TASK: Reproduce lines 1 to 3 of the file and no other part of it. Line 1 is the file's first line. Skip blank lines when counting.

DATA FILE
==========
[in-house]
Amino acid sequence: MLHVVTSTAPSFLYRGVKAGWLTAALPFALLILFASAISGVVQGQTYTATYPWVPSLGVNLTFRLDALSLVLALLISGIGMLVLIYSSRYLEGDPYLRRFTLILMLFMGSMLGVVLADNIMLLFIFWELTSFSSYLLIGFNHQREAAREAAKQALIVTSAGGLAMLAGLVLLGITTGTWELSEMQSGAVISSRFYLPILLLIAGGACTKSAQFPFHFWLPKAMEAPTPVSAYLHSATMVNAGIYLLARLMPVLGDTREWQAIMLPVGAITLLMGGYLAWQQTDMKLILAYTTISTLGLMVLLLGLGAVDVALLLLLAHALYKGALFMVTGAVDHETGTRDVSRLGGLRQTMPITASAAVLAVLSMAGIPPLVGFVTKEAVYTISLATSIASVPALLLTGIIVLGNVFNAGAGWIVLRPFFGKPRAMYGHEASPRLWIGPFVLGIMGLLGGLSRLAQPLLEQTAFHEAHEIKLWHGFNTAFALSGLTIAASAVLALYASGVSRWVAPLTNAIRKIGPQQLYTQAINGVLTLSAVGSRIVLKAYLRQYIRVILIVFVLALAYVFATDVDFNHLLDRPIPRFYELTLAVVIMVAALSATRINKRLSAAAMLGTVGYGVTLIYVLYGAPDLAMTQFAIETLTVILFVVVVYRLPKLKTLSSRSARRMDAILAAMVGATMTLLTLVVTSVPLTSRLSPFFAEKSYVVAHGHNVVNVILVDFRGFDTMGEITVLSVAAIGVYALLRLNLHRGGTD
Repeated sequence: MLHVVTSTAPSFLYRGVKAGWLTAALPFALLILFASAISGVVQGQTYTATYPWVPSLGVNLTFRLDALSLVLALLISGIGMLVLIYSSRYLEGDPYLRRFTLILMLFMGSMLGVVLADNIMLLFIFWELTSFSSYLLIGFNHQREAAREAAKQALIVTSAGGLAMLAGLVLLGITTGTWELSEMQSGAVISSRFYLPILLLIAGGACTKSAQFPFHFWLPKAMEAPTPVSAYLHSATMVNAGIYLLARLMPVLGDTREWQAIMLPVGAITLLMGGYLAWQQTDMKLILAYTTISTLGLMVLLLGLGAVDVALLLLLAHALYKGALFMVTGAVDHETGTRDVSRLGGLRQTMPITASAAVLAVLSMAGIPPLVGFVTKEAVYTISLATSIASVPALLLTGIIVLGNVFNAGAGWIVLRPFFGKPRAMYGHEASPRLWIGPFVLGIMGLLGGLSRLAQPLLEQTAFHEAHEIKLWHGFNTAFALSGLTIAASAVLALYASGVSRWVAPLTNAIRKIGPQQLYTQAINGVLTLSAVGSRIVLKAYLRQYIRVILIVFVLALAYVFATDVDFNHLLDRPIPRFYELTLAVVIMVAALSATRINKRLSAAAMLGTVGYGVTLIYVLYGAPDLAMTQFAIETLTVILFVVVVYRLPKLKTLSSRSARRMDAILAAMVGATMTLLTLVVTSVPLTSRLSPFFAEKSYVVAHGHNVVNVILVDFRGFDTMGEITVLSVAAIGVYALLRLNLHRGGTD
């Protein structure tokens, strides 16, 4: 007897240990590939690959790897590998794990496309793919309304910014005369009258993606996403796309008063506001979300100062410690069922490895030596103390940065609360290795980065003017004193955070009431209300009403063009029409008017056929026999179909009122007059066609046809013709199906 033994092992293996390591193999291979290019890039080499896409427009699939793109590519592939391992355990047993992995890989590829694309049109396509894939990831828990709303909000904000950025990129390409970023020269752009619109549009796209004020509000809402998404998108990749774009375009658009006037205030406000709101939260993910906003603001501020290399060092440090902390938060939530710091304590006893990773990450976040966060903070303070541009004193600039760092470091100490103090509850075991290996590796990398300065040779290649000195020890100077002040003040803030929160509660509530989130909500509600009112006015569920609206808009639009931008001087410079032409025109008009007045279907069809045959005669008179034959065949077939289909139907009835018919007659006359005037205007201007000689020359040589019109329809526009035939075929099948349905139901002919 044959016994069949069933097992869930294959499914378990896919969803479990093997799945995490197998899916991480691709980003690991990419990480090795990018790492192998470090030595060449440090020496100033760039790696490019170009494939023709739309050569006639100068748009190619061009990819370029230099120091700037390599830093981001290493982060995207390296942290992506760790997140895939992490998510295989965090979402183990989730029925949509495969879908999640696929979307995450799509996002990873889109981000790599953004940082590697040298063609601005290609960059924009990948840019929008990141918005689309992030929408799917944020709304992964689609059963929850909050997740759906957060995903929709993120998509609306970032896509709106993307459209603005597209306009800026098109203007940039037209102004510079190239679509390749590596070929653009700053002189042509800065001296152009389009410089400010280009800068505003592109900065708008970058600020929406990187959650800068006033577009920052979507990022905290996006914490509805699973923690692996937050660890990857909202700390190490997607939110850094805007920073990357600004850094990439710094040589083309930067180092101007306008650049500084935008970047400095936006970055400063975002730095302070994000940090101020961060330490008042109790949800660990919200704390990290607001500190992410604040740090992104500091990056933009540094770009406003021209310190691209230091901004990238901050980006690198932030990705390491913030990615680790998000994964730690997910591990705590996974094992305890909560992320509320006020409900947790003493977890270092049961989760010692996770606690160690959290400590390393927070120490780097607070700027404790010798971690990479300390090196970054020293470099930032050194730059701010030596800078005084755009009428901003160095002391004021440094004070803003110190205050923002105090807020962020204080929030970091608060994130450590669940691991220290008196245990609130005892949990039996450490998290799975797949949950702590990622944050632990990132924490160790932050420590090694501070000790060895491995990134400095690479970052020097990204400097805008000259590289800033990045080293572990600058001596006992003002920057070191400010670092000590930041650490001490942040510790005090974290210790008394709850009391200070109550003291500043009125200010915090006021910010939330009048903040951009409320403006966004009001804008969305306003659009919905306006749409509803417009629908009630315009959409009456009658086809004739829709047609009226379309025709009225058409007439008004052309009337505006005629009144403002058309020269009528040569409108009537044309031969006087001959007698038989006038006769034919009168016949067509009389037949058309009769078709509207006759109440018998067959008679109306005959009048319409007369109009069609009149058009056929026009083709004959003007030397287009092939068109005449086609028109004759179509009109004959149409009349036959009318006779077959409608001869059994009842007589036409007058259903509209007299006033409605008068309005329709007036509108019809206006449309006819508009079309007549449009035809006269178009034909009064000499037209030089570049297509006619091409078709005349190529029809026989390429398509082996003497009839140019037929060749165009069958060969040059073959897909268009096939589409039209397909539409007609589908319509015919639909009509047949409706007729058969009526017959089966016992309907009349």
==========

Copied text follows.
[in-house]
Amino acid sequence: MLHVVTSTAPSFLYRGVKAGWLTAALPFALLILFASAISGVVQGQTYTATYPWVPSLGVNLTFRLDALSLVLALLISGIGMLVLIYSSRYLEGDPYLRRFTLILMLFMGSMLGVVLADNIMLLFIFWELTSFSSYLLIGFNHQREAAREAAKQALIVTSAGGLAMLAGLVLLGITTGTWELSEMQSGAVISSRFYLPILLLIAGGACTKSAQFPFHFWLPKAMEAPTPVSAYLHSATMVNAGIYLLARLMPVLGDTREWQAIMLPVGAITLLMGGYLAWQQTDMKLILAYTTISTLGLMVLLLGLGAVDVALLLLLAHALYKGALFMVTGAVDHETGTRDVSRLGGLRQTMPITASAAVLAVLSMAGIPPLVGFVTKEAVYTISLATSIASVPALLLTGIIVLGNVFNAGAGWIVLRPFFGKPRAMYGHEASPRLWIGPFVLGIMGLLGGLSRLAQPLLEQTAFHEAHEIKLWHGFNTAFALSGLTIAASAVLALYASGVSRWVAPLTNAIRKIGPQQLYTQAINGVLTLSAVGSRIVLKAYLRQYIRVILIVFVLALAYVFATDVDFNHLLDRPIPRFYELTLAVVIMVAALSATRINKRLSAAAMLGTVGYGVTLIYVLYGAPDLAMTQFAIETLTVILFVVVVYRLPKLKTLSSRSARRMDAILAAMVGATMTLLTLVVTSVPLTSRLSPFFAEKSYVVAHGHNVVNVILVDFRGFDTMGEITVLSVAAIGVYALLRLNLHRGGTD
Repeated sequence: MLHVVTSTAPSFLYRGVKAGWLTAALPFALLILFASAISGVVQGQTYTATYPWVPSLGVNLTFRLDALSLVLALLISGIGMLVLIYSSRYLEGDPYLRRFTLILMLFMGSMLGVVLADNIMLLFIFWELTSFSSYLLIGFNHQREAAREAAKQALIVTSAGGLAMLAGLVLLGITTGTWELSEMQSGAVISSRFYLPILLLIAGGACTKSAQFPFHFWLPKAMEAPTPVSAYLHSATMVNAGIYLLARLMPVLGDTREWQAIMLPVGAITLLMGGYLAWQQTDMKLILAYTTISTLGLMVLLLGLGAVDVALLLLLAHALYKGALFMVTGAVDHETGTRDVSRLGGLRQTMPITASAAVLAVLSMAGIPPLVGFVTKEAVYTISLATSIASVPALLLTGIIVLGNVFNAGAGWIVLRPFFGKPRAMYGHEASPRLWIGPFVLGIMGLLGGLSRLAQPLLEQTAFHEAHEIKLWHGFNTAFALSGLTIAASAVLALYASGVSRWVAPLTNAIRKIGPQQLYTQAINGVLTLSAVGSRIVLKAYLRQYIRVILIVFVLALAYVFATDVDFNHLLDRPIPRFYELTLAVVIMVAALSATRINKRLSAAAMLGTVGYGVTLIYVLYGAPDLAMTQFAIETLTVILFVVVVYRLPKLKTLSSRSARRMDAILAAMVGATMTLLTLVVTSVPLTSRLSPFFAEKSYVVAHGHNVVNVILVDFRGFDTMGEITVLSVAAIGVYALLRLNLHRGGTD